Individually handcrafted, bead by bead, from fallen African hardwood and sterling silver, this necklace is a truly timeless treasure! Each deeply-hued bead is hand-honed and burnished to gem-quality shine without the use of lacquer, varnish, or wax, allowing the natural oils from your skin to penetrate the grain and maintaining its beautiful condition for generations of wear.
Designed by Philip and Katy Leakey in the bush country region of Kenya, where the Zuluwood jewelry company provides work opportunities for their Maasai neighbors without adversely impacting the Maasai culture. The Leakey Collection uses only fallen dead wood that would otherwise be burned as fuel. With a tradition of superlative beadwork dating back generations, Maasai women string the beads together with sterling silver fittings, creating attractive jewelry for you, while bringing much-needed income and opportunity to themselves, their families, and their community.
- Sustainably harvested wood & sterling silver
- 18" L (45.7 cm)
- Handmade in & fairly traded from Kenya
Can jewelry design alleviate the disastrous effects of drought? The Leakey Collection's Zulugrass jewelry is a shining fair-trade business model based on Philip and Katy Leakey's desire to help their Maasai neighbors after the 2002 drought hit most of Kenya. While the Maasai men drove cattle to far-off lands to find water, the Leakeys assisted the desperate women and children left behind by creating a line of simple but stunning bracelets and necklaces made from bio-friendly, native long grasses. This abundant plant is harvested by hand, dried, cut into beads, then dyed with natural elements into lovely hues and strung with Czech faceted glass beads.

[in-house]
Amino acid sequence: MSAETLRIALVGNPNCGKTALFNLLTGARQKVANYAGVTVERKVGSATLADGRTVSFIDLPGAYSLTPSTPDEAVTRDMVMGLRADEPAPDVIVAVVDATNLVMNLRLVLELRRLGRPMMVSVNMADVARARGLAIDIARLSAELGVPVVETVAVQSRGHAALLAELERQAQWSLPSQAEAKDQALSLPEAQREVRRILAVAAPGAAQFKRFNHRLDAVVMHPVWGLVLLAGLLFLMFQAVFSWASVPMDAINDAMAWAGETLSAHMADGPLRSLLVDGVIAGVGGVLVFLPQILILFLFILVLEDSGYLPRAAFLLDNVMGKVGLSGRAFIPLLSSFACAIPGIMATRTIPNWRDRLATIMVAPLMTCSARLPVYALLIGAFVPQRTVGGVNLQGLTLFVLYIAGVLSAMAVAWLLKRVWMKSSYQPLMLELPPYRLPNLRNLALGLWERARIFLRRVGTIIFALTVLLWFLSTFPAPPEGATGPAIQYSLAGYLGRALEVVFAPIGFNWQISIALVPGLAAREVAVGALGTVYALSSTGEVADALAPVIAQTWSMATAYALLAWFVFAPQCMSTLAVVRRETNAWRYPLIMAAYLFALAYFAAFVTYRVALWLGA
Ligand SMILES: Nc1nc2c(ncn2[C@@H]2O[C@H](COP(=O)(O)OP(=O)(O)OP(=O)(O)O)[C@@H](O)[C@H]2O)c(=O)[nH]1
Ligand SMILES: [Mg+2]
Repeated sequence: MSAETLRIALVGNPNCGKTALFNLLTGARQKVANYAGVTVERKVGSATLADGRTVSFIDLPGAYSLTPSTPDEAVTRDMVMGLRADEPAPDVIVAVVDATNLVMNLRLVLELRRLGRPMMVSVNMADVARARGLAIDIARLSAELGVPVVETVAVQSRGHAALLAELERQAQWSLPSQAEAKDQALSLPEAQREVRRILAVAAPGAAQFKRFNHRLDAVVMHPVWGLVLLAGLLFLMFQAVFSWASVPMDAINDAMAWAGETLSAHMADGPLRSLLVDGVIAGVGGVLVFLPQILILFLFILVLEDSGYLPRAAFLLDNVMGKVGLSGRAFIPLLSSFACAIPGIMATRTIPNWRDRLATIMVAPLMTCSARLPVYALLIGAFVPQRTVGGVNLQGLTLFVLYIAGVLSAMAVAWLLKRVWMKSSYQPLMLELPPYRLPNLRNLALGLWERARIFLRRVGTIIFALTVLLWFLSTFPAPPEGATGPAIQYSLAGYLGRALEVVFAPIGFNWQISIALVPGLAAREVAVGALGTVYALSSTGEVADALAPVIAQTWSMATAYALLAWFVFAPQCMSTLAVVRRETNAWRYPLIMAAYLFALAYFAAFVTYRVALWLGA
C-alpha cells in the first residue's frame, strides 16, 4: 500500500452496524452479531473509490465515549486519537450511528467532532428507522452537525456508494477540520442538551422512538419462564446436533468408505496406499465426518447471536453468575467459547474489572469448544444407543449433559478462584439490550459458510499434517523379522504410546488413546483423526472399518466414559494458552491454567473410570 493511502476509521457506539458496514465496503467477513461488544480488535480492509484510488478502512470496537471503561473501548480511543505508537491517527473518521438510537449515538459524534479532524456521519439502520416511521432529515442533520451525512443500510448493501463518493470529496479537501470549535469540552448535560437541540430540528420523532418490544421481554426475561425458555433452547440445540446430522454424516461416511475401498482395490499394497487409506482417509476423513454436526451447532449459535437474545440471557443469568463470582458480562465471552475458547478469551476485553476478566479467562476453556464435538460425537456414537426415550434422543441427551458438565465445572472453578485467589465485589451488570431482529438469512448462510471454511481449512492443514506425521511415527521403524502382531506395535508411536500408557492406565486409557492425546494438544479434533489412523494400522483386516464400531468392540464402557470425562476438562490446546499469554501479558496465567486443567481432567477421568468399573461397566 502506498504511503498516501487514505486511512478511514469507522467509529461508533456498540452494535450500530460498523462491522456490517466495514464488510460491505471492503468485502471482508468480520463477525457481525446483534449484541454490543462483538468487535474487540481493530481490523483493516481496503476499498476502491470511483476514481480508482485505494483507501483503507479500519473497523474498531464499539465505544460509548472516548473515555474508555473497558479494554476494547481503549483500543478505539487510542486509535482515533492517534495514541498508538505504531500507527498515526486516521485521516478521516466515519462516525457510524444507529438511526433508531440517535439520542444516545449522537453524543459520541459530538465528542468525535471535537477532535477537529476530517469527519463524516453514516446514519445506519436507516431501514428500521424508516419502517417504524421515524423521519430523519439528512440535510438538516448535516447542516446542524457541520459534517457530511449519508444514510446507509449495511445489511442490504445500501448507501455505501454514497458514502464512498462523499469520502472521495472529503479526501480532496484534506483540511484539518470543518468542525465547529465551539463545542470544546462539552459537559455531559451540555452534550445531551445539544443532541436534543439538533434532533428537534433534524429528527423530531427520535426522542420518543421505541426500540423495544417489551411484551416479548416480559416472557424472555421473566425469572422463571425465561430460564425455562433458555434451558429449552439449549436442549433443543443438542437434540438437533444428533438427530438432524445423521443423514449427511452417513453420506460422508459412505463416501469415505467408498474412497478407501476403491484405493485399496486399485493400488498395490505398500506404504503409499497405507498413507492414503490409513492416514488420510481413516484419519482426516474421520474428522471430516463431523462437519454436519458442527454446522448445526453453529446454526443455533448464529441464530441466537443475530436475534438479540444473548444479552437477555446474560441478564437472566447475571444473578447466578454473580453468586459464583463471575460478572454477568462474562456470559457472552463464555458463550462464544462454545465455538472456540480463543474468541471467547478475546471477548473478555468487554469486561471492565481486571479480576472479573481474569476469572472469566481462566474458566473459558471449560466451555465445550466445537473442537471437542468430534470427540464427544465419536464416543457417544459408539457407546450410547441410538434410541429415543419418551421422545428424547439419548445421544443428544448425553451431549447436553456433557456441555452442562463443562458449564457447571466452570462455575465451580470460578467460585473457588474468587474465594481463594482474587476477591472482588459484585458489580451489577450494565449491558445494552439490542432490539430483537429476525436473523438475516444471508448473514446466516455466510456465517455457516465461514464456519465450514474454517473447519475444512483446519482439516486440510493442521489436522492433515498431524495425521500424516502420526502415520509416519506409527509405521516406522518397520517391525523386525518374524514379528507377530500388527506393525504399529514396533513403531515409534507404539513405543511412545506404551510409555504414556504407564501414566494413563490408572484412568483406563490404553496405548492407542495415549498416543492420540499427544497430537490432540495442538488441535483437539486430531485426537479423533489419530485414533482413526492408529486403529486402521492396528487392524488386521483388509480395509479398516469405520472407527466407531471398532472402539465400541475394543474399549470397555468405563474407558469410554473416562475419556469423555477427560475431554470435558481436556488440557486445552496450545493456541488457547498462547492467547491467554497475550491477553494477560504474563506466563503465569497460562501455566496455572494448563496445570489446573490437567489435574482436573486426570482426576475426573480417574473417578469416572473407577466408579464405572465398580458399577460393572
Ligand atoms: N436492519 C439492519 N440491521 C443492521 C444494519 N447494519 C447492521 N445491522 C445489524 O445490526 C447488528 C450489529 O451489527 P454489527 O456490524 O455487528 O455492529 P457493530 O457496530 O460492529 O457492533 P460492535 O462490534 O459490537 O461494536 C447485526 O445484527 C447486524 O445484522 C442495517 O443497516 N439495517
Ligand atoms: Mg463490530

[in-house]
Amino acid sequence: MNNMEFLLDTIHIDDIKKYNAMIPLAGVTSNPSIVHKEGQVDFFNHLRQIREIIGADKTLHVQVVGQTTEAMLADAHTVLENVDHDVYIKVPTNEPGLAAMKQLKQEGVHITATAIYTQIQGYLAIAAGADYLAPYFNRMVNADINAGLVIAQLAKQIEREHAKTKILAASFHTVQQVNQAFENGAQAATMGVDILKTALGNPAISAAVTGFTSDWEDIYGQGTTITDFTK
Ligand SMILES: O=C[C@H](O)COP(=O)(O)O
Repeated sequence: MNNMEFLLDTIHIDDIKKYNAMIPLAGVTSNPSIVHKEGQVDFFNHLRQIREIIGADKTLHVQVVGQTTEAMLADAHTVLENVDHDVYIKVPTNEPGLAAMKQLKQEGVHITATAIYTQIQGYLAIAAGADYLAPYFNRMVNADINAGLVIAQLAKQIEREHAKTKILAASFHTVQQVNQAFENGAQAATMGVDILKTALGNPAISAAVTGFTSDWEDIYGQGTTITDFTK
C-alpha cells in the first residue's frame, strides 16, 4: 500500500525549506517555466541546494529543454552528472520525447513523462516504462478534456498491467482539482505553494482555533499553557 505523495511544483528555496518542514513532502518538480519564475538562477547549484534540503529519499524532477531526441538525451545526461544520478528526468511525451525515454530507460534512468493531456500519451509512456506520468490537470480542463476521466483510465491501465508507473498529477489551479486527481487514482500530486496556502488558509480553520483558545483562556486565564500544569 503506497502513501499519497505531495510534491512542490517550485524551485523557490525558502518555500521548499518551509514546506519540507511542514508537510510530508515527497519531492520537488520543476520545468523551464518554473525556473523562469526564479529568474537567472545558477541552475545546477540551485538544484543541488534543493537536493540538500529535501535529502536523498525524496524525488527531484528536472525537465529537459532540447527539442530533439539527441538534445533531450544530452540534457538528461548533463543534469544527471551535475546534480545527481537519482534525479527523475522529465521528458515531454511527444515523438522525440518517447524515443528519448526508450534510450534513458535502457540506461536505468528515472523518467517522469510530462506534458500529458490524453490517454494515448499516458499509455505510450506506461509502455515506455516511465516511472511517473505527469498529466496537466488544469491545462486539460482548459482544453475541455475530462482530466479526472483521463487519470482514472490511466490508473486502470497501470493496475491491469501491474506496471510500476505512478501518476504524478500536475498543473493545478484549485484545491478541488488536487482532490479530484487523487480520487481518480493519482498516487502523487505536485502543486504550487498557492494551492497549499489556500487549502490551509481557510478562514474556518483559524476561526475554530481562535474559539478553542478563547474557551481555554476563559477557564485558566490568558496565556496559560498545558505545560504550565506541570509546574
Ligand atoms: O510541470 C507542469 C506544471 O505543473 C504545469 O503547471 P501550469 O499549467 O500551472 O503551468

Working with the nomadic nature of the Maasai, who have a long history of beading jewelry, Philip and Katy called on the strengths of the 800 year-old Maasai culture to set up a business model that could be done anywhere. "We tried to make our business fit their lifestyle rather than change their lifestyle to fit our business," notes Richard. As a result some women can string 100 strands in a day. They package kits of beading supplies to make ten items of jewelry and the women spend as much or as little of their day as they'd prefer, sitting, laughing and chatting while stringing beads onto elastic.
The ingenuity and thoughtful expression of caring by the son of the famous anthropologists Louis and Mary Leakey and his adventurous artist wife, Katy, have endeared them to fellow Kenyans, who voted Richard in as the first white member of Parliament in Kenya after free elections. He served in politics for nearly a decade, and the two currently live the African safari lifestyle, out of tents.
A generous part of the Leakey Collection's proceeds are invested back into the community to improve health and education. Today, up to 1,400 Maasai people at sites spanning 150 miles of the Rift Valley make an average of $100 a month per person thanks to the Leakey Collection, while still maintaining their unique cultural traditions and the region's environmental health.